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Superb Analysis of a Great and Unique Writer
on 27 May 2012
Being D.H. Lawrence's close friend or lover must have been a mixed blessing. While Lawrence was wonderfully engaging, with a huge number of interests and - a rare blessing - marvellously attentive to others, he had his darker sides. He introduced his first girlfriend, Jessie Chambers, to a wonderful world of literature, art and music, and enriched her life hugely, but he later selfishly exploited her devotion for him (including getting her to sleep with him before marriage; a massive step for a girl from Jessie's background) and later selfishly portrayed her as the clinging Miriam in 'Sons and Lovers' (an acts of self-justification that may have rebounded as Miriam may seem more sympathetic to the reader than Paul!). While his mother was dying, he became engaged to an intelligent college friend, Louise Burrows - he later broke off their engagement with little explanation, and Louie was so upset that she didn't marry until her fifties. He used his friend Helen Corke's tormented love affair with her music master as the basis for his second novel with, again, barely an explanation, and did not portray Helen with much sympathy in the book. Even his marriage to Frieda Weekley (born Von Richthofen), who he described in their early days as 'the most wonderful woman in England' was stormy, with Lawrence in bleak periods believing that any relationship between man and woman must be one of strife, with each partner striving to dominate the other. Lawrence was ruthless in using his friends' lives for material in his fiction, sometimes to their fury, and could turn on people violently, at one point telling the writer Katherine Mansfield (who he felt had betrayed him) that he wished her dead. But at the same time, most of the people who knew him - even Jessie Chambers, who had much cause to feel aggrieved at Lawrence's behaviour - were very glad they had, and thought there were truly wonderful sides to him, particularly his love of life and interest in people.
Worthen's biography is exceptional because he shows us clearly exactly why Lawrence was lovable, and why so many people were drawn to him. He never idealizes or sentimentalizes Lawrence, noting, for example, that as Lawrence grew more dogmatic so did the quality of his novels (particularly the post-war ones such as 'Kangaroo' and 'The Plumed Serpent') deteriorate, with a hectoring tone developing. But he does show us, by description and by small quotes, quite what a wonderful writer Lawrence could be. And the accounts that he quotes of what it was like to be in Lawrence's company bring the man wonderfully to life: I particularly liked the descriptions of the young Lawrence helping out on the Chambers' farm, of Lawrence's experiences schoolteaching, of his love of animals and children and, most movingly, how when Lawrence was dying of tuberculosis he still insisted on having the local peasants in the Italian village where he and Frieda were living in for wine, food and an exchange of presents. Lawrence's courage, particularly in the face of illlness, is very impressively depicted. I have tended to skip over descriptions of Lawrence's life in New Mexico in the past, and felt distinctly dubious about his friendships (both to a degree slightly exploitative) with the wealthy and rather silly American heiress Mabel Dodge Luhan and with Dorothy Brett (an aristocrat turned painter; a courageous woman in certain ways, but also, to quote Claire Tomalin, with 'a streak of pure silliness', and someone who tended to hero-worship rather tediously). My feelings about this remain, but Worthen does give a wonderful picture of how enterprising Lawrence was while out in the wilds of New Mexico, making a home out of virtually nothing and maintaining a good life, denying his illness until he absolutely couldn't any more. There have been so many biographies that portray Lawrence in a bad light that this one, which didn't flinch from the writer's more dubious qualities but also concentrated on his good ones, was a truly welcome read.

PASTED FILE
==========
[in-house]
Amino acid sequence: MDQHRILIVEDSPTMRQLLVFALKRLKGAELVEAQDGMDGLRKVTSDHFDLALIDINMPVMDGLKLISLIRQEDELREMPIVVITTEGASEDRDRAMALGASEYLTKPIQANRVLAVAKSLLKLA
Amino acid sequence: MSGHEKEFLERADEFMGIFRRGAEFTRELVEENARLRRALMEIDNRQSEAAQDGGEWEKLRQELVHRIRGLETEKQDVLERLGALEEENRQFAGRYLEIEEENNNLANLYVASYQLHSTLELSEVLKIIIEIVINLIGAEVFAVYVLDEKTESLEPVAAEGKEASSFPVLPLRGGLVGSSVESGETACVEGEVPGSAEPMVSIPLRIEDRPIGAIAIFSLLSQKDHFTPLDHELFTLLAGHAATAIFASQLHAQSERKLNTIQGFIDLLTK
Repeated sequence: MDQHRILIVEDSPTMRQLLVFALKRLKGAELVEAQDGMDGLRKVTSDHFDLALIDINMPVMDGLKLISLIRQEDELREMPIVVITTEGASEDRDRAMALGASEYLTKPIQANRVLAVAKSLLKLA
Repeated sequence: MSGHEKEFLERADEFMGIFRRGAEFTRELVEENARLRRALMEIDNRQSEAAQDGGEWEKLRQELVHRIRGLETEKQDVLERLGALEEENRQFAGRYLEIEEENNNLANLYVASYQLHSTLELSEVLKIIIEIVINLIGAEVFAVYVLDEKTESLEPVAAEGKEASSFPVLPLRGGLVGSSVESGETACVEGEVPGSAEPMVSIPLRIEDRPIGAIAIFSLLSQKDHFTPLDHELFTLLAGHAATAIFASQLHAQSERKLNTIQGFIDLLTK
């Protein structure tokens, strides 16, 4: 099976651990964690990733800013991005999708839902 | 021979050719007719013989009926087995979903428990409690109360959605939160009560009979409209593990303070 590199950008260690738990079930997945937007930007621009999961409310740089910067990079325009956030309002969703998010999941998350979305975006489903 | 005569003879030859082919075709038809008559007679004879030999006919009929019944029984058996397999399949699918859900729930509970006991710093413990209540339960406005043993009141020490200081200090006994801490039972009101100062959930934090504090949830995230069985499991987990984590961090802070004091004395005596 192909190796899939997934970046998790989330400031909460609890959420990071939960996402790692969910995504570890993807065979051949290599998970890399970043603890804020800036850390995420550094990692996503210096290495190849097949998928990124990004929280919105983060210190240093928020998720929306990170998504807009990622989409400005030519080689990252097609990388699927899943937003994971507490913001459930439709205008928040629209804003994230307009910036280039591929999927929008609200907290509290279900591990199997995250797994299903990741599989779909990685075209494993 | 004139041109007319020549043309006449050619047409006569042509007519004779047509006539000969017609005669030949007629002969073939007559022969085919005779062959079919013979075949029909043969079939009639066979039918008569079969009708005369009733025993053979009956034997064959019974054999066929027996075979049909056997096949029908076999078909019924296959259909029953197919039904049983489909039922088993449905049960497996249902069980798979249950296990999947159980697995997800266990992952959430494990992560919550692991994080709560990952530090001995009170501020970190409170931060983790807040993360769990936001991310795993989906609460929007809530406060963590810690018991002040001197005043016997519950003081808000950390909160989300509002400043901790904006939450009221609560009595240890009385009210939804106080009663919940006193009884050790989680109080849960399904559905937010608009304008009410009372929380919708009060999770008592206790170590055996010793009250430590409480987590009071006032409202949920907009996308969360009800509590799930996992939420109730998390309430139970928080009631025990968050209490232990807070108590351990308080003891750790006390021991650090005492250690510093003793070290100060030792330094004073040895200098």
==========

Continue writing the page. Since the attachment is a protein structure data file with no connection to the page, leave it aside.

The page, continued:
Of course, Worthen being a leading Lawrence expert, it's also brilliantly researched and immaculately edited. My one feeling of disappointment was that we didn't learn a bit more about the novels (their plots, for one thing) and that some of the people in Lawrence's life were only mentioned briefly. But, this is a shorter biography attempting to deal with the whole of Lawrence's very rich life, so couldn't cover everything, and for those very interested in Lawrence, there is the magnificent CUP three-volume biography (I heartily recommend Volume 1, on Lawrence's early years, by Worthen again, the only volume I've read yet!) to use to find out more.
A superb achievement and a real joy to read.